Having a story critiqued is a nerve-wracking experience. You put your heart and soul on paper and then willingly hand that paper to other people. You hope that your writing is clear and concise and that the critquer understood all the nuances and metaphors.
So, when I was listening to the critiques of all the stories in the latest short story contest, if a judge didn't seem to understand a certain passage, he or she might qualify their opinion by saying "maybe I am not a good reader."
So that got me thinking. What makes a good reader? Is it a person who is well-read? Does a good reader necessarily have to be a voracious reader of the classics? Or should a good reader be one that reads widely on a certain subject? Or maybe a good reader just understands a subject without having widely read in it?
As for myself, I have widely read a lot of Asian-style fiction be it fantasy, mystery or general literature. I have read non-fiction, historical books, books about Chinese society and Japanese society, books about geisha, books about Chinese mysticism - quite a bit in fact (just look at my library for an idea of what I have read).
But outside of this preferred area of obsession, I am not so widely read. I don't read hard science fiction. I haven't read all of Shakespeare's plays and don't understand Chaucer's Canterbury Tales. Dickens is a mystery to me and Jane Austin has held no interest. I fly through certain books (ie Harry Potter) and slog through others (anything by George RR Martin and China Mieville) but I still enjoy them even though they are difficult. And I don't necessarily understand all the underlying metaphors inherent in those stories even if I do read them.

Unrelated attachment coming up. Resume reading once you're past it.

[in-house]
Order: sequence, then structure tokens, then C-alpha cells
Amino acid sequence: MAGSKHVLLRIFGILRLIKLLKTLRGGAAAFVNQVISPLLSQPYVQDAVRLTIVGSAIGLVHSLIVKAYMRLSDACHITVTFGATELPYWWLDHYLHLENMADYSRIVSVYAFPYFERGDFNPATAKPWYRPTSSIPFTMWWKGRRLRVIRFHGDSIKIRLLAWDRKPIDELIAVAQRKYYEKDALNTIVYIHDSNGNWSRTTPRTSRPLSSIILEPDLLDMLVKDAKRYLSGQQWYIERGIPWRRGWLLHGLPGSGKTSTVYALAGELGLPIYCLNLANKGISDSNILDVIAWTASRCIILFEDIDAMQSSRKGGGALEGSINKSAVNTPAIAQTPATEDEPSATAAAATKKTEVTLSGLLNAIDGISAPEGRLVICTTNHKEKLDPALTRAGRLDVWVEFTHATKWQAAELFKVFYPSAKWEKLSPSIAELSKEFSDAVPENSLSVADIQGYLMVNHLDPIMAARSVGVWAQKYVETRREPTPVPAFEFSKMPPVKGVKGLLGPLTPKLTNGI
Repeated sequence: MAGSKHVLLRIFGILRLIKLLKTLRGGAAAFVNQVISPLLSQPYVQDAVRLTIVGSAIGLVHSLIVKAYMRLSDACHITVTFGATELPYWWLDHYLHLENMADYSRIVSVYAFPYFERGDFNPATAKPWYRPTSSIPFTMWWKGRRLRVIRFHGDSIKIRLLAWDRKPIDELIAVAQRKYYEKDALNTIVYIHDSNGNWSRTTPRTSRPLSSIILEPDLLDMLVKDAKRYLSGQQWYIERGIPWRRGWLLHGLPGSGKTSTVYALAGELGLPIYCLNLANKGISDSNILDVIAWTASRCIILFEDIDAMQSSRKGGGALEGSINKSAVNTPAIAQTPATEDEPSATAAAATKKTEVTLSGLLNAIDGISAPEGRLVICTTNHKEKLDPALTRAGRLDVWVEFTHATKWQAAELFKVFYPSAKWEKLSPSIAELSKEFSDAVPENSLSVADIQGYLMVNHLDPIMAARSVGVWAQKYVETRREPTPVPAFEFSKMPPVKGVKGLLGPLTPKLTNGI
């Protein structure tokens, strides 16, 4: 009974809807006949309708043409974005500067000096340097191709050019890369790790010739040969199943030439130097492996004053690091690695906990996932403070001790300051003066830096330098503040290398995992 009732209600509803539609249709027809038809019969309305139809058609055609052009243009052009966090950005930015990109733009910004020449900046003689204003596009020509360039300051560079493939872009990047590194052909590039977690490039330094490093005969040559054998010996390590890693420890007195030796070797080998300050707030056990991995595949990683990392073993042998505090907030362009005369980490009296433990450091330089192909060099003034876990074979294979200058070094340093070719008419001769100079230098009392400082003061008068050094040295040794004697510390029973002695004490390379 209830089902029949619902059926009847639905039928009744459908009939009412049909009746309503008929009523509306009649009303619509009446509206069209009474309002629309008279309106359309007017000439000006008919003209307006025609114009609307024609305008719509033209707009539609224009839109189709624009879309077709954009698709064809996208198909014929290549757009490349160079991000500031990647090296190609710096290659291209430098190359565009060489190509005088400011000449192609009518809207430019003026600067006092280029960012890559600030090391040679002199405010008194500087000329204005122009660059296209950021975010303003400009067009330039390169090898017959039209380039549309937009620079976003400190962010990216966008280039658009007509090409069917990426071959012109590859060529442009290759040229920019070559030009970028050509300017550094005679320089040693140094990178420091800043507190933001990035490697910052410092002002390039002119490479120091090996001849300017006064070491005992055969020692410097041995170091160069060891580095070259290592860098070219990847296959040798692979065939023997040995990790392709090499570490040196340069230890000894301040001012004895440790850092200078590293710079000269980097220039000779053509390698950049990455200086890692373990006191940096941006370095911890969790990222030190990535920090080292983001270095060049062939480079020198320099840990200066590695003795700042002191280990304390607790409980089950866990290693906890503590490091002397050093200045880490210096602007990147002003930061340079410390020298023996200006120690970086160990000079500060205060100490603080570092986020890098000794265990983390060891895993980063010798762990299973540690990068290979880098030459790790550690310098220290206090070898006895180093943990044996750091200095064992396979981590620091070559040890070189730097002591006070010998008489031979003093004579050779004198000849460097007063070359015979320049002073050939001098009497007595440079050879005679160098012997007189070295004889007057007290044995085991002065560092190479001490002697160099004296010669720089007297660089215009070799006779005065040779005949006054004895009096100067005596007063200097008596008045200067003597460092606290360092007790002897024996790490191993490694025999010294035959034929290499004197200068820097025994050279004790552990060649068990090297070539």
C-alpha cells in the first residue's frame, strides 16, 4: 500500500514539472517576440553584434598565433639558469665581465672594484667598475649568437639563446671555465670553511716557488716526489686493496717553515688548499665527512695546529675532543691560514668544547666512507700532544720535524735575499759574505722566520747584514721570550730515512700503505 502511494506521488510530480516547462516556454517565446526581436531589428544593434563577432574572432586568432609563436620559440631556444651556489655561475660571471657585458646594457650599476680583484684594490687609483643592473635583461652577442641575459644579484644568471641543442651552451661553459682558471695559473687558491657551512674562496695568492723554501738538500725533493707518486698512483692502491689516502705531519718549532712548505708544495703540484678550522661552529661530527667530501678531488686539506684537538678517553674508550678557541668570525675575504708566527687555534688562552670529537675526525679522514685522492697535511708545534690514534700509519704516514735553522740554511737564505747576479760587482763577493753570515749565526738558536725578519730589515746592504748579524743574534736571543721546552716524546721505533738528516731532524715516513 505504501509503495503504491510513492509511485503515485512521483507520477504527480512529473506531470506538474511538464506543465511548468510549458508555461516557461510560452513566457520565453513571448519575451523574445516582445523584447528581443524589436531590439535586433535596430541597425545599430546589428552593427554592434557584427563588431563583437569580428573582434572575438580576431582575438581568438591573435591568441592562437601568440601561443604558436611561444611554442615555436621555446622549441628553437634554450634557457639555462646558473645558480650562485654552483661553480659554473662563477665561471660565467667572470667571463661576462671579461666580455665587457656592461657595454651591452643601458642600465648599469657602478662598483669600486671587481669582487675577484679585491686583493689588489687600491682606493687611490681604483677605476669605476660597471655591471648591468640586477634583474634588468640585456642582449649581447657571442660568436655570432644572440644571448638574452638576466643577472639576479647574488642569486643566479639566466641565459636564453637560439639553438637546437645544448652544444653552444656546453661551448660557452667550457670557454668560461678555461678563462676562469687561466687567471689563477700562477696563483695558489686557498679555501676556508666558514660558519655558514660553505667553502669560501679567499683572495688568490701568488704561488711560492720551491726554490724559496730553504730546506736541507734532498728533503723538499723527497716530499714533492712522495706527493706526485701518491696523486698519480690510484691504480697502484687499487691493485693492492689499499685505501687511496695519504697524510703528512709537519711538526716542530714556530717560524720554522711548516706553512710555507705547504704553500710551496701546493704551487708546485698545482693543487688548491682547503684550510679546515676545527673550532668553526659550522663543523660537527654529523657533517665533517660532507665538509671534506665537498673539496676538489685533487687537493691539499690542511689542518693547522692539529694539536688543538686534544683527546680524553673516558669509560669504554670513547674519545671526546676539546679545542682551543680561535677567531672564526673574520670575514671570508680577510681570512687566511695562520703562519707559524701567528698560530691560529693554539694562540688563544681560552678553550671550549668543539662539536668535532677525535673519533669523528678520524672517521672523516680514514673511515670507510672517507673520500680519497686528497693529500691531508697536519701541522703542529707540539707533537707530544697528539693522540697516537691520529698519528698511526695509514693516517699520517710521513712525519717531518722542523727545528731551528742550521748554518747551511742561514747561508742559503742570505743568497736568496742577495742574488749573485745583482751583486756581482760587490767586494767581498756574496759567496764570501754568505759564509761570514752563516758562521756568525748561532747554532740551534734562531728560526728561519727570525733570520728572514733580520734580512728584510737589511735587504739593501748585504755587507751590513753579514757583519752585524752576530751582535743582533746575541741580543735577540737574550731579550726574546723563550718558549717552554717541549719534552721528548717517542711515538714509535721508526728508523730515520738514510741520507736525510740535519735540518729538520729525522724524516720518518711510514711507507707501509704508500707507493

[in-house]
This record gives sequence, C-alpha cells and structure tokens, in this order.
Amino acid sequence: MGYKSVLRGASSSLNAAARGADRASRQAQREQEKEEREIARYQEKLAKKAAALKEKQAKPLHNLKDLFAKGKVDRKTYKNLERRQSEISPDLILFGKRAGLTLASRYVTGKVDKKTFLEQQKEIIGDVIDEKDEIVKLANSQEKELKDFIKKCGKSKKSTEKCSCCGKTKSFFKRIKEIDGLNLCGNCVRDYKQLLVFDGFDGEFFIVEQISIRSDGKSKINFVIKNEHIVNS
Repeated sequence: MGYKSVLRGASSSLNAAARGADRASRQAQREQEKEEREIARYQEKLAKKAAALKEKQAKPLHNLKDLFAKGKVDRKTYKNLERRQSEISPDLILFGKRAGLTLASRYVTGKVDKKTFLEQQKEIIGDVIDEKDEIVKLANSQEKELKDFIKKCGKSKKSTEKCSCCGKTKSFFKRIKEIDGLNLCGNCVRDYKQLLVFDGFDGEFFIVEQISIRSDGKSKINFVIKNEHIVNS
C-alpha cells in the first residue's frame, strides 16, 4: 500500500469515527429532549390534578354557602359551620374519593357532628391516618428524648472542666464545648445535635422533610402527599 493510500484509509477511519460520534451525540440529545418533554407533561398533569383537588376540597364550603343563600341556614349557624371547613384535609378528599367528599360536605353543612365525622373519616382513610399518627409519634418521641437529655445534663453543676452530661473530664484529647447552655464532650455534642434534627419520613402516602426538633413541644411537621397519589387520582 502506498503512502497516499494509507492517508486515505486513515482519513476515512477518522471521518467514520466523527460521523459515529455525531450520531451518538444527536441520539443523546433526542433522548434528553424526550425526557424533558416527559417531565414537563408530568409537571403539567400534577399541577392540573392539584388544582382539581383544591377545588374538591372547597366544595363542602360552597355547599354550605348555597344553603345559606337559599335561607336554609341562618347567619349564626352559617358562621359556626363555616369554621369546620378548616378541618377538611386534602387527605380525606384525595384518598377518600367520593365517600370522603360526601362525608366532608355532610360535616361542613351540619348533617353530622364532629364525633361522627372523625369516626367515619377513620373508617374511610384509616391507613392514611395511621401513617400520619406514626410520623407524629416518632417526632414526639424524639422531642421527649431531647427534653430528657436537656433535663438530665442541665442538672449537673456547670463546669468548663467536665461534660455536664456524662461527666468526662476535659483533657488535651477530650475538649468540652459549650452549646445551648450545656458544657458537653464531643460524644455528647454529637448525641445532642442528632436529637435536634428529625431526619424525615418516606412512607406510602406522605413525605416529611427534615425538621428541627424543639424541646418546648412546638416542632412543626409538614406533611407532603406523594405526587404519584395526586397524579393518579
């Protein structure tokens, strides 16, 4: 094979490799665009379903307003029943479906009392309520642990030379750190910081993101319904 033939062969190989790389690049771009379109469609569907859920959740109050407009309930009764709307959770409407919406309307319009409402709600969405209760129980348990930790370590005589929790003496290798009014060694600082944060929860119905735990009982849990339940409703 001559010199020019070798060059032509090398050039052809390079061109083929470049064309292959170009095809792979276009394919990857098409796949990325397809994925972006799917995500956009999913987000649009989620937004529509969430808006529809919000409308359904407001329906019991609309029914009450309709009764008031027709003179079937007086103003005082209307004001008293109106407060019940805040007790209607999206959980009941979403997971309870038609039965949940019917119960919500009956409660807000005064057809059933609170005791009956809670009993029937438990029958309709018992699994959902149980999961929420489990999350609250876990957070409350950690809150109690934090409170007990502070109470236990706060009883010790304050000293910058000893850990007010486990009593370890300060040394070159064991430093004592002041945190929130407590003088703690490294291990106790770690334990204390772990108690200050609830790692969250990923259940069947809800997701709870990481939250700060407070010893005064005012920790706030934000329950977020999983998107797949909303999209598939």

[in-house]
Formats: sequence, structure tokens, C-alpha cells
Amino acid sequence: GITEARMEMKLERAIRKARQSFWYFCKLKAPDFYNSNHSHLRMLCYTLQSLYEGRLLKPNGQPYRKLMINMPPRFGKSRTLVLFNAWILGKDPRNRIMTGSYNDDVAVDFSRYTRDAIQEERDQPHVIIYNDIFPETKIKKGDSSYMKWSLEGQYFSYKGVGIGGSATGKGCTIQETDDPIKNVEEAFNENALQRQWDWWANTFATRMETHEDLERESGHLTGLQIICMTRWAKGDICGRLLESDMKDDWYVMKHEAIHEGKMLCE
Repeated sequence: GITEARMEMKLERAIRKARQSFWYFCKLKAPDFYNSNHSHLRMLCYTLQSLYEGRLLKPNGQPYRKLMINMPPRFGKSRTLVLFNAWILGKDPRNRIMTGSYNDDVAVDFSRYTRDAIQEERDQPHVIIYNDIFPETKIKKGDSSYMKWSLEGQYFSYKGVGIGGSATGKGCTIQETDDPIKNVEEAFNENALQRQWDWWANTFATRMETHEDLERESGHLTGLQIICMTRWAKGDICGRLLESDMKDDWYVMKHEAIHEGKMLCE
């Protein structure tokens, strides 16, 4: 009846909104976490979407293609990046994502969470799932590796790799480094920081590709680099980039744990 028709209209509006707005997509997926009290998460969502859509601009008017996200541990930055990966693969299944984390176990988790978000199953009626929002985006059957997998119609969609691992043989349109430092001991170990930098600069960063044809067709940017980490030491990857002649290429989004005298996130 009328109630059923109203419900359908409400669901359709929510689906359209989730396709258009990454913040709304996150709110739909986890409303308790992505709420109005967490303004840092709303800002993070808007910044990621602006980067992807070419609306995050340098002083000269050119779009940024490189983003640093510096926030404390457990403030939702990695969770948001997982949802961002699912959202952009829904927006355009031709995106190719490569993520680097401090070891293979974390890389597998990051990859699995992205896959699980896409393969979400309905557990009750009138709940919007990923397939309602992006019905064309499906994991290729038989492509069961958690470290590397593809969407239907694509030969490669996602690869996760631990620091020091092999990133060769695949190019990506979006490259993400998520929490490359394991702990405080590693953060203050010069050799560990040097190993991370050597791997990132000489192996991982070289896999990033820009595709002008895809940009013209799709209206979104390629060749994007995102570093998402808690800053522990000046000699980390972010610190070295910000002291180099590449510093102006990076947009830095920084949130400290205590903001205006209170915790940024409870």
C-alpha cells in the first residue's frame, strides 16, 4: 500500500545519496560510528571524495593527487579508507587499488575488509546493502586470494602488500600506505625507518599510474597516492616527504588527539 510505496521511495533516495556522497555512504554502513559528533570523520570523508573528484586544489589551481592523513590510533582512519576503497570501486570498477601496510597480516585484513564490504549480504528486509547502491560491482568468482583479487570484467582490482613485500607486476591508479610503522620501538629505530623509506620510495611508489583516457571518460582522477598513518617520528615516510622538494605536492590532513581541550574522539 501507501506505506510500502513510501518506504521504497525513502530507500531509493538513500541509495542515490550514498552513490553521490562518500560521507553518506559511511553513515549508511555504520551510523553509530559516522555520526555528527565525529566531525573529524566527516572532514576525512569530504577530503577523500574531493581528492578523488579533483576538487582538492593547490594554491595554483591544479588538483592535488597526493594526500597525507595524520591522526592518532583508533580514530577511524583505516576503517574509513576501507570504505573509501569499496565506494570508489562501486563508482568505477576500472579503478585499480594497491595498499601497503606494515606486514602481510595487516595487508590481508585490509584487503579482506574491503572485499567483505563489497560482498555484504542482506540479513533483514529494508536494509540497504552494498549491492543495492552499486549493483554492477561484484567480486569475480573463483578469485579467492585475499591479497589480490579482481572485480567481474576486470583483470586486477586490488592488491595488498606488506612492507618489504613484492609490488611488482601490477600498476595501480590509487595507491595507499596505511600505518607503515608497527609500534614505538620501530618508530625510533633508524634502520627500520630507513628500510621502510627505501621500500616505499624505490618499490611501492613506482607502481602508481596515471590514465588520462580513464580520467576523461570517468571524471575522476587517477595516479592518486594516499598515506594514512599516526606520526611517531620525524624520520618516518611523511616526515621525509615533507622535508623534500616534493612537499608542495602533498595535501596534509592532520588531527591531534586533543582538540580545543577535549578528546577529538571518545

Does that make me a bad reader? I don't know. What is a "Good Reader?" Opinions, anyone?
Edit: After some discussion, it was suggested that being a "good reader" was short hand for apologizing for not necessarily understanding what a writer meant. Could be, could be.